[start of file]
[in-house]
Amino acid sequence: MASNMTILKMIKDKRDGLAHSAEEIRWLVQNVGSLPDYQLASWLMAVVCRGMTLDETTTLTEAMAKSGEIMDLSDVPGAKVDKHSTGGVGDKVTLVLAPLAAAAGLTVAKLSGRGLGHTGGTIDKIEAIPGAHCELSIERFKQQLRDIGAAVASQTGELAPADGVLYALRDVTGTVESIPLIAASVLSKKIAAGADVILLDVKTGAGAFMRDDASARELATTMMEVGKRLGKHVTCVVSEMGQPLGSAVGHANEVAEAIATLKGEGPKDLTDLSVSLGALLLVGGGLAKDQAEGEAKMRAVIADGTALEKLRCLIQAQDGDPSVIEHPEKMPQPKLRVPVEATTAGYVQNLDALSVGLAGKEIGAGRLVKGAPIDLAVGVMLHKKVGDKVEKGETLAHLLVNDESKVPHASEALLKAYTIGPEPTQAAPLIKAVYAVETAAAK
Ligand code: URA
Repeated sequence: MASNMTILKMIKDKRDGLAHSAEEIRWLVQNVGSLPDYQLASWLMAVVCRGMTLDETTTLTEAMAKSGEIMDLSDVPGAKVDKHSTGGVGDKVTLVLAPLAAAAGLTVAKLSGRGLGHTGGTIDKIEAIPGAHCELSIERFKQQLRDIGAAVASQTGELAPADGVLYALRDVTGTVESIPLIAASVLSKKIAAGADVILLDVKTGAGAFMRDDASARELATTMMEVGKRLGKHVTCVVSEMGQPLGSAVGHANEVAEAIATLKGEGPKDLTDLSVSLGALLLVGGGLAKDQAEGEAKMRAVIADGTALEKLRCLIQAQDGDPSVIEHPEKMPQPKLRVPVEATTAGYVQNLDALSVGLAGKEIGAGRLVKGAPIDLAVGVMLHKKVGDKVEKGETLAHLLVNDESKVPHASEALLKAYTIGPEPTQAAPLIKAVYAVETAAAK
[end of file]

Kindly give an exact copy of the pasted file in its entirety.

[in-house]
Amino acid sequence: MASNMTILKMIKDKRDGLAHSAEEIRWLVQNVGSLPDYQLASWLMAVVCRGMTLDETTTLTEAMAKSGEIMDLSDVPGAKVDKHSTGGVGDKVTLVLAPLAAAAGLTVAKLSGRGLGHTGGTIDKIEAIPGAHCELSIERFKQQLRDIGAAVASQTGELAPADGVLYALRDVTGTVESIPLIAASVLSKKIAAGADVILLDVKTGAGAFMRDDASARELATTMMEVGKRLGKHVTCVVSEMGQPLGSAVGHANEVAEAIATLKGEGPKDLTDLSVSLGALLLVGGGLAKDQAEGEAKMRAVIADGTALEKLRCLIQAQDGDPSVIEHPEKMPQPKLRVPVEATTAGYVQNLDALSVGLAGKEIGAGRLVKGAPIDLAVGVMLHKKVGDKVEKGETLAHLLVNDESKVPHASEALLKAYTIGPEPTQAAPLIKAVYAVETAAAK
Ligand code: URA
Repeated sequence: MASNMTILKMIKDKRDGLAHSAEEIRWLVQNVGSLPDYQLASWLMAVVCRGMTLDETTTLTEAMAKSGEIMDLSDVPGAKVDKHSTGGVGDKVTLVLAPLAAAAGLTVAKLSGRGLGHTGGTIDKIEAIPGAHCELSIERFKQQLRDIGAAVASQTGELAPADGVLYALRDVTGTVESIPLIAASVLSKKIAAGADVILLDVKTGAGAFMRDDASARELATTMMEVGKRLGKHVTCVVSEMGQPLGSAVGHANEVAEAIATLKGEGPKDLTDLSVSLGALLLVGGGLAKDQAEGEAKMRAVIADGTALEKLRCLIQAQDGDPSVIEHPEKMPQPKLRVPVEATTAGYVQNLDALSVGLAGKEIGAGRLVKGAPIDLAVGVMLHKKVGDKVEKGETLAHLLVNDESKVPHASEALLKAYTIGPEPTQAAPLIKAVYAVETAAAK